“Chemical Spill” for me goes off on a tangent into the late era Tori Amos sound, which for me is a real turn off. Not that I’m not open to different sounds, Whiter Straighter” being a case in point, with it’s muted trad jazz trumpet. Here’s a song that comes alive and you can just sense Adaline let herself go and it’s a joy to hear. “Poor You” changes tempo, but again the vocals, with their dreamy air of beauty, capture you in the headlights, transfixed and helpless, but not wanting to move.”Meaningless Meeting” was the track that introduced me to Adaline and the more I hear it, the more I love it. Again, there is certainly a Tori Amos feel to this, but it draws more from her pure talent, rather than her pure madness.

“Pioneering” turns it up a notch, and dips a toe into more conventional pop/rock, and it’s kind of the last thing you expect, but I couldn’t help but smile, because here’s a girl that’s doing what she wants to do and while I feel like a spectator, I’m one on the same bus as Adaline and not wanting to get off.

The album ends on a more malancholic note, but while the mood is down, the vocals soar and I couldn’t think of a better song on which to close.

Conclusion : Just an amazing album, that had me constantly notching up Adaline’s final mark, as I kept playing the album and finding new things to love. Aural candy and very tasty.

Posted in Electroacoustic, Folk Rock | No Comments »

Site Update

Posted by admin on 3rd August 2008

It’s been a while since I’ve posted any site updates, but wanted to let you know about a few changes happening here at Indie Launchpad. The number of CD’s submitted has skyrocket and while I’ve tried to keep on top of all the great music, it’s got to the stage where something has to give. While I love to wax lyrical about the merits of releases, realistically I just don’t have enough hours in the day. As from today, you will notice a greater frequency of reviews posted, but many of these will be of a shorter form, 2 or 3 paragraphs, rather than some of the more epic reviews, which I will save for the albums that attain the highest Indie Launchpad ratings.

The Indie Launchpad review site also serves as the content provider for the podcast, so not only are reviews posted, but a track from the release also features in the podcast. Sometimes, I’ve been snowed under, not able to post any reviews, and had to skip a podcast. Under the new arrangement this should no longer happen.

Please understand all music reviewed is listened to, sometimes many, many times, so reviews are never just thrown together to meet deadlines. My passion for music is as great, if not greater than when this site started. I’ve had the privilege to work with many great artists, bands, PR, marketing and record companies and value the relationships I’ve built up over the 3 years this site has existed.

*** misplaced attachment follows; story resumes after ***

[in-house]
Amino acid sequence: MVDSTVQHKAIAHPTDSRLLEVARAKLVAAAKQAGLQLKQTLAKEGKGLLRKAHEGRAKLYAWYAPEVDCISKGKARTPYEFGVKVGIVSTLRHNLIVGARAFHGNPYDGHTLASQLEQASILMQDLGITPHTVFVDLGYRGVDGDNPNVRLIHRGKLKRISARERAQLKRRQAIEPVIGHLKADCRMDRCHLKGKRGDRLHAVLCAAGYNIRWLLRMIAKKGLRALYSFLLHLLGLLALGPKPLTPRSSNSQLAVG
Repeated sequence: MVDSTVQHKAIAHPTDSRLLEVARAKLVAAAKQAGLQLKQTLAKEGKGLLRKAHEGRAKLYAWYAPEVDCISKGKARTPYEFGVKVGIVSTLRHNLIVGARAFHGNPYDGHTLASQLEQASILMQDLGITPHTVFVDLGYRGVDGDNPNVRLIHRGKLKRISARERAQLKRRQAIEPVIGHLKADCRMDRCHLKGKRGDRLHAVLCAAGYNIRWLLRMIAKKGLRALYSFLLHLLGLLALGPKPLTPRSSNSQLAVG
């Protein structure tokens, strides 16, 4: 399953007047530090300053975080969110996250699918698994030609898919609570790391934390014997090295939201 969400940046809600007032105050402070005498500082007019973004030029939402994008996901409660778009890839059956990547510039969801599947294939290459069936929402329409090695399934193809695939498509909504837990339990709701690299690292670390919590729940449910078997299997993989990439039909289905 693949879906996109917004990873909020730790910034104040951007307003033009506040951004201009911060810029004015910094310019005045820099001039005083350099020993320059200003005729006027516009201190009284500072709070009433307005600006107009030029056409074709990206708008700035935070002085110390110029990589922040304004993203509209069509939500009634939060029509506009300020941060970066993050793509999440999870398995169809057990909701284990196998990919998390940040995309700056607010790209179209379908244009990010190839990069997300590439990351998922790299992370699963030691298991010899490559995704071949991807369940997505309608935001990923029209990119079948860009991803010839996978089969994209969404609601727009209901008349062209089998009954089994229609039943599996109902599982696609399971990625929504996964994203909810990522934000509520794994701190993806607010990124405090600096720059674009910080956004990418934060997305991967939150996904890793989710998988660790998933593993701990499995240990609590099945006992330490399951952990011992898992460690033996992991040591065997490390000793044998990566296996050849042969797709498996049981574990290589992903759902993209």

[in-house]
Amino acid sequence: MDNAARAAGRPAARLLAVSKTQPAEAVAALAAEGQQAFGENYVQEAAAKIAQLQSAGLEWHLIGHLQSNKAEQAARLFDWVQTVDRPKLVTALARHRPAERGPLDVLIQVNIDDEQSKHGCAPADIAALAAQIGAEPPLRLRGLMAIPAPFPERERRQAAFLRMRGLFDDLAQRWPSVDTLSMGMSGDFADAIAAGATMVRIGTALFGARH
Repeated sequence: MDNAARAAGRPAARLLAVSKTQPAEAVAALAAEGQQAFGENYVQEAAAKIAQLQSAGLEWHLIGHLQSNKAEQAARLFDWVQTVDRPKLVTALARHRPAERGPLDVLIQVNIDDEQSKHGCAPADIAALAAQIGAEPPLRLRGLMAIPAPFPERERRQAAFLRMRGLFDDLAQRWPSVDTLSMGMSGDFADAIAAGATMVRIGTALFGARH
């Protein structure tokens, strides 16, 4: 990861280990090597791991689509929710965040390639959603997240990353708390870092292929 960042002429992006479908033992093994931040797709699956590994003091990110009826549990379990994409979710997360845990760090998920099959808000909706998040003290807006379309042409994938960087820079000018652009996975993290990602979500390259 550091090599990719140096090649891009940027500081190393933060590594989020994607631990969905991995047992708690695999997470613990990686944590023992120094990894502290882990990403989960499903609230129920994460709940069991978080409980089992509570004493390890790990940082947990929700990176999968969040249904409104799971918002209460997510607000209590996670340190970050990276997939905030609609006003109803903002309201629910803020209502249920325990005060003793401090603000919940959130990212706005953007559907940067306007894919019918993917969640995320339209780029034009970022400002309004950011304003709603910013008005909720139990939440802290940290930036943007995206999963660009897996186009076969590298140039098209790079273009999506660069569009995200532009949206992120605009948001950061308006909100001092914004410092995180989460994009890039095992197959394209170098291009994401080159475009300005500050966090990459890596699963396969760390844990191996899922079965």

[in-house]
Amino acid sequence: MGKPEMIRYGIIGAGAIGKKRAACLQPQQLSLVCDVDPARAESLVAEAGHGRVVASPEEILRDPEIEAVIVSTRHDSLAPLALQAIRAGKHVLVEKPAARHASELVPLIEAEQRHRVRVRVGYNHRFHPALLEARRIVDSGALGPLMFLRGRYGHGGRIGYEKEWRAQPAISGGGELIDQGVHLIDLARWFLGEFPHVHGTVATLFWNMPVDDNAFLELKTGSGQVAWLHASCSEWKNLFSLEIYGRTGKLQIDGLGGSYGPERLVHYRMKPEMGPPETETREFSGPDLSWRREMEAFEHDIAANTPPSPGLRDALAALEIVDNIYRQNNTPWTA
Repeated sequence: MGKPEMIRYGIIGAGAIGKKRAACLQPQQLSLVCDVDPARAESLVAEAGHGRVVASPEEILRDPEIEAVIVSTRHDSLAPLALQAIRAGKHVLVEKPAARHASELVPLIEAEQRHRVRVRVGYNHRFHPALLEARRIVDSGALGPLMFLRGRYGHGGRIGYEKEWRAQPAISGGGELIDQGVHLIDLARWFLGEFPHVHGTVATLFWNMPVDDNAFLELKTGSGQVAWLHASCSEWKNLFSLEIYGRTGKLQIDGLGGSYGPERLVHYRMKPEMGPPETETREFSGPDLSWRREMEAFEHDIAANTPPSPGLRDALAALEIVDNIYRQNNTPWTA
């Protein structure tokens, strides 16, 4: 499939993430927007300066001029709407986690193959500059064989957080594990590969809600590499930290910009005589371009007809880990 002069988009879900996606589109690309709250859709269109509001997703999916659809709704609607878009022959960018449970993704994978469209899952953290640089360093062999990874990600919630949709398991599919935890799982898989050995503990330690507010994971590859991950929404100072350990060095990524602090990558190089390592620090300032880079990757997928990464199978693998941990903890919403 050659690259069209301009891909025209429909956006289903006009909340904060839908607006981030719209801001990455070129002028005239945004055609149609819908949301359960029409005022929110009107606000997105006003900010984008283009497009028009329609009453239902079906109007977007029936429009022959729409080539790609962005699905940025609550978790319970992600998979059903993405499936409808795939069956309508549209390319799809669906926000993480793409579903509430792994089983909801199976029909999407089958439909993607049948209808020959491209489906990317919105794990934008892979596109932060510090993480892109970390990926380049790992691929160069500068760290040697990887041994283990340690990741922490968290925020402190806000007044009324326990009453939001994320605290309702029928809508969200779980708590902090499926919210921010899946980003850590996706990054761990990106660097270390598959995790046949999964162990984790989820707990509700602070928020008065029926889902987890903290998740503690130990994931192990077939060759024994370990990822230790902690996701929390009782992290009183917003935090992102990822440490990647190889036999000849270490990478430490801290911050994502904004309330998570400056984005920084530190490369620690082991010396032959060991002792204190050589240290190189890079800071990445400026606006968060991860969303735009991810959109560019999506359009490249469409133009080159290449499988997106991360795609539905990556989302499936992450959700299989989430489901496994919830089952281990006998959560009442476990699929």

Indie Launchpad was created to showcase the finest in independent music, and I like to think I’ve done a pretty good job so far. Please feel free to contact me, if you feel these smaller reviews are not long enough, or if you have any ideas for improvement.

Thank you stopping by, reading the reviews and purchasing the many albums you’ve let me know about. Here’s looking to the future.

Editor – Indie Launchpad

Posted in Indie Launchpad News | No Comments »

Album – Lucky Girl – Kirsten Proffit

Posted by admin on 2nd August 2008

Many of the female vocalists that really get under my skin, have that edge of uniqueness, whether it’s their music, words, vocals or a combination of the three. I have to admit, although I’d sampled some of Kirsten’s music and had my interest piqued enough to get a copy of the album in for review, when I listened to the album, I though that this was maybe a little too pop for me. I keep seeing Debbie Gibson in my minds eye as I listened to the tracks, and I suddenly had an epiphany, a kind of reality check. Yes this maybe pure pop with a hint of rock, but it’s still musically very pleasant. The more I listened, the more I began to enjoy.

As the album unfolded, I couldn’t help but wonder if this was manufactured pop, with a nice girls voice, being given all the benefits of modern recording magic. As always the Internet is my friend and it didn’t take me long to find a few of Kirsten’s videos on YouTube and she sounds awesome live. I would have loved a live recording to have been included on the CD, but that’s one of my complaints about many artists, so maybe a little unfair to single out Kirsten.

Favourite tracks on this 12 track album would have to be “Something I Can’t Be”, “Chance and Circumstance”, “Lucky Girl” and “Marilyn”

Conclusion : Maybe a little more pop than anything else, but it’s well written nonetheless and wonderfully sung.

Posted in Pop, Rock | No Comments »

Album – The BDI’s – The BDI’s

Posted by admin on 2nd August 2008

With a nod to 60’s greats such as Free and the Faces, this is one of those albums, that can either console you when you’re in need of a shoulder, or fuel the inner fire, when you are pumped and ready to bitchslap the world.